Here's what I wrote about actor Brian J. Smith in 2002 when he was a 21-year-old student starring as Alex, head of the Droogs, in Collin College's production of A Clockwork Orange: "His command of this difficult role is impressive and memorable. Smith, who grew up in Allen, has the incendiary stage presence of a young John Malkovich, but with the sweet good looks of a teen movie idol. This young actor's going places, wait and see."
Here's what New York Times critic Ben Brantley recently wrote about Smith, now 32 and starring on Broadway as the Gentleman Caller in an acclaimed revival of Tennessee Williams' The Glass Menagerie: "... his scene alone with Laura -- in which he gives her and himself a lecture on becoming a positive person -- may be the best version of it we'll ever see."
So just as predicted, Smith has gone places as an actor. After Collin College, he went to Juilliard, where he earned his BFA in acting. He went into good roles in small movies and a big role in two seasons of the SyFy cable TV series Stargate: Universe.
Glass Menagerie is Smith's third Broadway play. Buzz around his performance has him pegged as a probable Tony nominee this spring, along with co-stars Cherry Jones as Amanda Wingfield, Zachary Quinto as Tom and Celia Keenan-Bolger as Laura. Entertainment Weekly said Smith's performance "hits just the right notes of vanity and vulnerability." The New York Post profiled him under the headline "the new hottie burning up Broadway."
I saw The Glass Menagerie from the second row at the Booth Theatre last week. Smith's scene, a nearly 30-minute monologue opposite the shy, lovestruck Laura, is exquisite, the heart of one of the great pieces of American theater. (The Times wrote a separate feature about the delicate dance between the characters of Laura and her Gentleman Caller in this "play within the play.") If Smith reminded me of Malkovich when he was 21, now he is a young Jimmy Stewart, tall and handsome, a skilled but never showy actor. When his Gentleman Caller takes Laura in his arms for a long kiss, it feels so real and intimate, the audience seemed to freeze for a moment, afraid of breaking the spell.
I've kept in touch with Smith through the years. He's a Broadway star now but as yet unhindered by "handlers" or publicists. The day after I saw him in The Glass Menagerie, I tossed him five questions about his current success.
What are some perks of being in a Broadway hit? Audiences seem to be a little more relaxed when they know they're coming into an experience that's gotten mostly good press. There's an excitement in the air before we even dim the houselights, so there's no sense of having to sell them something or to win them over. We just hop on the ride with them. It's also been great seeing some familiar faces backstage afterwards. We've had fashion designers, music producers, Top Chef stars and, of course, some great actors and directors.
The set for The Glass Menagerie [designed by Bob Crowley] seems to float above a lake of reflective inky liquid that covers the stage. The effect is magical, but have there been any mishaps with whatever that stuff is? Two older guys got into a fight one day during a matinee and one of them was shoved into the water. And that stuff is brutal -- it's a combo of glycerin and black dye, because the designers found that plain water was both too reflective and didn't give a sense of depth. So if you get that stuff on you, it's not going anywhere. And it's fascinating how many times we hear about people in the audience just plain sticking their hands or fingers in that stuff.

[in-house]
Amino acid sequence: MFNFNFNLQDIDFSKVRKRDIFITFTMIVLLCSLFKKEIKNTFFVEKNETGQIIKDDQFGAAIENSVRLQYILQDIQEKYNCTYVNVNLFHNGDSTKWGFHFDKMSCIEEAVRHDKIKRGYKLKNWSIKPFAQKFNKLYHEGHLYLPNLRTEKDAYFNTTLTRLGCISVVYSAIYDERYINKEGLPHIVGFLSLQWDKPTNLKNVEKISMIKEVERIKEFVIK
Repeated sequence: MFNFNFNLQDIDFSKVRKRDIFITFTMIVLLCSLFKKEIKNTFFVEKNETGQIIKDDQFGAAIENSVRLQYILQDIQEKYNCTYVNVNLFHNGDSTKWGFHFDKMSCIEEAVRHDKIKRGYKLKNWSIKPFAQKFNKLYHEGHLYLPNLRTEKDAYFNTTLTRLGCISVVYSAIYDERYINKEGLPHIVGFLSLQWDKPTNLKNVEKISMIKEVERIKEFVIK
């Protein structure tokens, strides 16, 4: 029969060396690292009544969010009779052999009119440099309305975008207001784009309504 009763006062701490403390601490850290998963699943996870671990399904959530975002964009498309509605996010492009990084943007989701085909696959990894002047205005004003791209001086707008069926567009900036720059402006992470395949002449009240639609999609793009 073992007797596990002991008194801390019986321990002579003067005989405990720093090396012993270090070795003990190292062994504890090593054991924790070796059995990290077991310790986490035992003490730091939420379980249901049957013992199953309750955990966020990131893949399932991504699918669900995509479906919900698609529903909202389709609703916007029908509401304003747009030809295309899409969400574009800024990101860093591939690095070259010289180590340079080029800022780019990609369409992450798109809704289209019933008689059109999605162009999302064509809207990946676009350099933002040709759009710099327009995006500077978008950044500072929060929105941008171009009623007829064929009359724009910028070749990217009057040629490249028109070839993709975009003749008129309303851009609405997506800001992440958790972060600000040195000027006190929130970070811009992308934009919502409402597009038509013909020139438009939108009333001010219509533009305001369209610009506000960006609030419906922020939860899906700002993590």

You have to talk pretty much nonstop AND chew gum for about 30 minutes in this play. What's with the gum, and do you have a favorite moment that you look forward to each night? There's so many great moments. Any time I get to spend onstage with Celia (Keenan-Bolger, who plays Laura) is golden. That big scene we have together is one of the greatest duets in the history of the stage. It's like a chain of startling moments, one after the other. And the moments happen so quickly and are written so spontaneously that they're over before you have time to worry about them. It's funny you mention the gum because that little moment where Jim interrupts this big speech just to carefully take it out and wrap it in paper is always very fun to play and takes the audience completely by surprise.
If you could star in any other play or musical currently running on Broadway, what role would that be? I haven't seen it, but I hear the Twelfth Night at the Belasco [starring Mark Rylance and Stephen Fry] is really extraordinary, and it's all in original Elizabethan costume and makeup, so that would be great fun.
And if you could talk to the 21-year-old you back at Collin College, what advice/warning/reassurance about being an actor would you give you? I think I would tell him to chill the hell out! I'd tell him to enjoy his 20s and just trust that everything will turn out the way it's supposed to turn out. I've always worried too much, and I think I'm getting a bit better at letting that go now that I'm in my 30s. Hope is much more powerful than worry.
Bonus question: What's next for you after The Glass Menagerie closes February 23? I'll know more in the comings weeks, but there are some exciting possibilities starting to pop up. I'm a good old workhorse, so I'm hoping I won't have to go on vacation!
See also: Droog Addicts
The Glass Menagerie continues through February 23 at the Booth Theatre on Broadway. Tickets available online or by calling 212-239-6200.
Also, Irving's Lyric Stage is presenting the world premiere of a musical version of the play, Blue Roses, starring Sally Mayes as Amanda Wingfield, February 7-23, at the Irving Arts Center. Tickets at lyricstage.org or by calling 972-252-2787.
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